Affect v Effect

Wednesday, May 26th, 2004

Since starting this blog a couple of weeks ago by recycling two old opinion pieces I wrote some time before, I’ve been struck by the amount of excellent writing that is going on around the subject of, to put it crudely, “what is design?” I tend to focus on Graphic Design out of habit, but I think a lot of the basic discussion is applicable to any field (though I suspect fashion designers might disagree – they usually do đŸ˜‰

What has really struck me, though, is that whereas I used to feel (and at one point was made to feel) as though my views were “wrong”, I have found they are shared by most people writing on the subject – with important variations, of course, but broadly in sync enough that I don’t think a fight would break out if we found ourselves stuck on a bus together.

My experience over the past few years in the UK has been that design is moving towards the “conceptual” and away from the rather more concrete “concept”, and I suspect this is partly to do with the celebrity status of designers, and the confusion in people’s minds between design on the one hand and style on the other. I’ve never interviewed a potential student who has said they want to study design because they want to communicate, but have detected a lot of the “because it’s glamorous” in their responses. (That was partly why I did it, I admit!)

Consequently, design has become a thin veneer of a subject. Indeed, it has become an activity, not a body of knowledge, and teaching of design has, in some places, focussed purely on “doing” and “impressing”, going for the “wow” factor – affect rather than effect?

I don’t think this is sustainable. We’re now in a situation where the only noticeable advances in graphic design occur when a new version of Photoshop comes out, and thousands of people simultaneously discover a new filter. Lens flares, page curls, bevelled edges… I’m as guilty as anyone.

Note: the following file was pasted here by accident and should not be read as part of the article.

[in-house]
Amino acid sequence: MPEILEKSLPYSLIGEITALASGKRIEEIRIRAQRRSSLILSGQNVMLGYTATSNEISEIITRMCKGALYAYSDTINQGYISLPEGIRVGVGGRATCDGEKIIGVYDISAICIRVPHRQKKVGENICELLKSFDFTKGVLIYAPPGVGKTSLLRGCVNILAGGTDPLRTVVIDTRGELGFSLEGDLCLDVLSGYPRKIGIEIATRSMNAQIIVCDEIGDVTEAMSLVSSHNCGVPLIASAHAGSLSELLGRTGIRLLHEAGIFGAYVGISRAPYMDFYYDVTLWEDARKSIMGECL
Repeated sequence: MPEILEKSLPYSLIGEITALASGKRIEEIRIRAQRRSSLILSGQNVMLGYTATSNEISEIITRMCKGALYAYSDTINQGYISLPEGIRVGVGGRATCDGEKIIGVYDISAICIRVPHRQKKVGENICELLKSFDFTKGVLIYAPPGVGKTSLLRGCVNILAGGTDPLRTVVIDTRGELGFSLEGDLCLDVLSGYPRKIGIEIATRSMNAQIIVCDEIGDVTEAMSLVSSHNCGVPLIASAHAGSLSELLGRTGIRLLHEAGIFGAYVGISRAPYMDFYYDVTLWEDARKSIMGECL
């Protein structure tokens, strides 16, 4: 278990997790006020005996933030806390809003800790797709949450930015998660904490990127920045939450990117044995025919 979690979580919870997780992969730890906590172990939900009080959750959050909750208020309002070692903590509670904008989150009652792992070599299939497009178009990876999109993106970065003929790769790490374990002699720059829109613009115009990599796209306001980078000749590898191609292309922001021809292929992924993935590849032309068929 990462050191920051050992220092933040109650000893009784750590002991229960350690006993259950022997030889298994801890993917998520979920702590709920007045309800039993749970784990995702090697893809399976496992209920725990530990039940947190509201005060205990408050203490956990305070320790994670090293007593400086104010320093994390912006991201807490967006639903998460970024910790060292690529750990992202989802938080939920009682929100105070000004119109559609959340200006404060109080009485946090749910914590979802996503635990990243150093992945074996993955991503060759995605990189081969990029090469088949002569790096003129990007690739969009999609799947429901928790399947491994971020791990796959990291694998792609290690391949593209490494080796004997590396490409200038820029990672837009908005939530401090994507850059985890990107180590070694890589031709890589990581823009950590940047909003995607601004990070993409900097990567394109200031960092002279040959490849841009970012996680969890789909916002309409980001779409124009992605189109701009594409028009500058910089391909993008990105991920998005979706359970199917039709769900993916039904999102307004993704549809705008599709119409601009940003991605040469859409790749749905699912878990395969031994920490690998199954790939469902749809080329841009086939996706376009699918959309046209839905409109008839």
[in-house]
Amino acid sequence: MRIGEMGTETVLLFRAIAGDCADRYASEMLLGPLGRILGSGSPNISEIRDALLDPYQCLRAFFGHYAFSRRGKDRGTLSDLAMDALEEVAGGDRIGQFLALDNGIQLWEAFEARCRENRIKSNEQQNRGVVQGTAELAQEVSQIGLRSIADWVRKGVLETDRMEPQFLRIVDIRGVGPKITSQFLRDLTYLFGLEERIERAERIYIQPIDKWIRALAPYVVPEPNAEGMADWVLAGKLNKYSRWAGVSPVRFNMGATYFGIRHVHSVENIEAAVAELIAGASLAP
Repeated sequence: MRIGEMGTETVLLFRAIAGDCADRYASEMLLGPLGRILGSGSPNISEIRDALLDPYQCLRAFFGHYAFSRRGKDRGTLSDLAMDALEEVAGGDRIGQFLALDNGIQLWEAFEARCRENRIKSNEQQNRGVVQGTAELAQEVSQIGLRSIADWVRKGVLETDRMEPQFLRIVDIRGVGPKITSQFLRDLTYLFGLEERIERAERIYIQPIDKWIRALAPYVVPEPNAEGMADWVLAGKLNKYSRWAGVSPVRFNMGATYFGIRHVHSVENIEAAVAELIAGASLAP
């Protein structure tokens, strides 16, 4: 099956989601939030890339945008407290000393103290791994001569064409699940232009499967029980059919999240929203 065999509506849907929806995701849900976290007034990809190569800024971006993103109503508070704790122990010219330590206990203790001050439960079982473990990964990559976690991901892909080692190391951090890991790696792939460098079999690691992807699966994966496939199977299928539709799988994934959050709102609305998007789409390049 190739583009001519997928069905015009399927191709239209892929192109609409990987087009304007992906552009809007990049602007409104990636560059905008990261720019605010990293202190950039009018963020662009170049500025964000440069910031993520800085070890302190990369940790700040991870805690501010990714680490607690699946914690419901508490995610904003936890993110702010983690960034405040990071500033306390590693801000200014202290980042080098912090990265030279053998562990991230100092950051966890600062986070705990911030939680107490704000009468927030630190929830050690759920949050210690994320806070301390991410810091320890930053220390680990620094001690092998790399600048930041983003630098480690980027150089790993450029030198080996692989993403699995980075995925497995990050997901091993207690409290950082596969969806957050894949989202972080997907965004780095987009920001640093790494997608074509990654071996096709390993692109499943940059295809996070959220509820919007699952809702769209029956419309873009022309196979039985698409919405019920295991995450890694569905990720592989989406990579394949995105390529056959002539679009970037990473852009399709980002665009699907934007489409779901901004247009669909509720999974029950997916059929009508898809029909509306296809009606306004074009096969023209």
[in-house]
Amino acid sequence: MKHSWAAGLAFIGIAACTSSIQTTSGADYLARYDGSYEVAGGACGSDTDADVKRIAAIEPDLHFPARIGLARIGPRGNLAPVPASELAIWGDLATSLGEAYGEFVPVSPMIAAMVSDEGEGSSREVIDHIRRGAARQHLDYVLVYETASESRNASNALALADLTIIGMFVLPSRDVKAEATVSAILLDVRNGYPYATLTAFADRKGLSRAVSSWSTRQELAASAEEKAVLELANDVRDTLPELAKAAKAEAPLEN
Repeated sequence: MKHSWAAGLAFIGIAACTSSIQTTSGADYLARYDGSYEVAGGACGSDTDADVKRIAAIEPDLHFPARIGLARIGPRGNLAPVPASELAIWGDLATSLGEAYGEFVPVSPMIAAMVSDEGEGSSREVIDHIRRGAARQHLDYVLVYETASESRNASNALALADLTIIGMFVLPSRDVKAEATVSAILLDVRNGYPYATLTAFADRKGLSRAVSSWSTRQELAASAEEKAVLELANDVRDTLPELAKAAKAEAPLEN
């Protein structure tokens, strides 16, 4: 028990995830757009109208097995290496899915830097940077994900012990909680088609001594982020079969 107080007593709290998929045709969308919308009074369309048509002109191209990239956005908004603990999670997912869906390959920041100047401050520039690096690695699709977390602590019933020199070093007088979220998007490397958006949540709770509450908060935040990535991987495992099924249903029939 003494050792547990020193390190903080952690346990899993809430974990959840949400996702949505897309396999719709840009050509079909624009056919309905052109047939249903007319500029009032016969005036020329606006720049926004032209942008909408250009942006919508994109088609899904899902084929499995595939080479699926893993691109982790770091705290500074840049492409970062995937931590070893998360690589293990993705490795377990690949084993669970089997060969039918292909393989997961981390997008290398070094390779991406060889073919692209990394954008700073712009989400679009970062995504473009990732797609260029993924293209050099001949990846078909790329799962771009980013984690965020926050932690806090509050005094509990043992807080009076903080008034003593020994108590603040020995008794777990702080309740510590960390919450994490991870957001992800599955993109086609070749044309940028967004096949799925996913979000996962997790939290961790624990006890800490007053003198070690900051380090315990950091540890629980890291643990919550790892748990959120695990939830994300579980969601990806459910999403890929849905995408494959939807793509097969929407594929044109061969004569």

Is this what design is all about?

Question: why do advertising agencies in the UK looking for new creatives prefer to recruit graduates from humanities rather than arts subjects?

Anyway. Blood pressure rising, must stop.


An interesting post over at Point today, with a comment by Andrew Blauvelt that I would like to quote deliberately out of context for a moment:

“Does graphic design have enough substance (i.e., a coherent �something�) to be the subject of such analysis? Autonomy would be important in order to isolate aspects of history, theory and practice that are meant to preserve and foster the possibility of independent direction and development of graphic design and is intended to be distinct from certain avant-gardist positions, mostly borrowed from art, that tend to suggest a split from social reality, which is very difficult for design to attain.”

That’s the sort of quotation an evil teacher might set as an essay question with the word “discuss” at the end. Mwa-ha-ha (evil laugh). I like it…

For the full context, read this interview with Blauvelt, then the article at Point.

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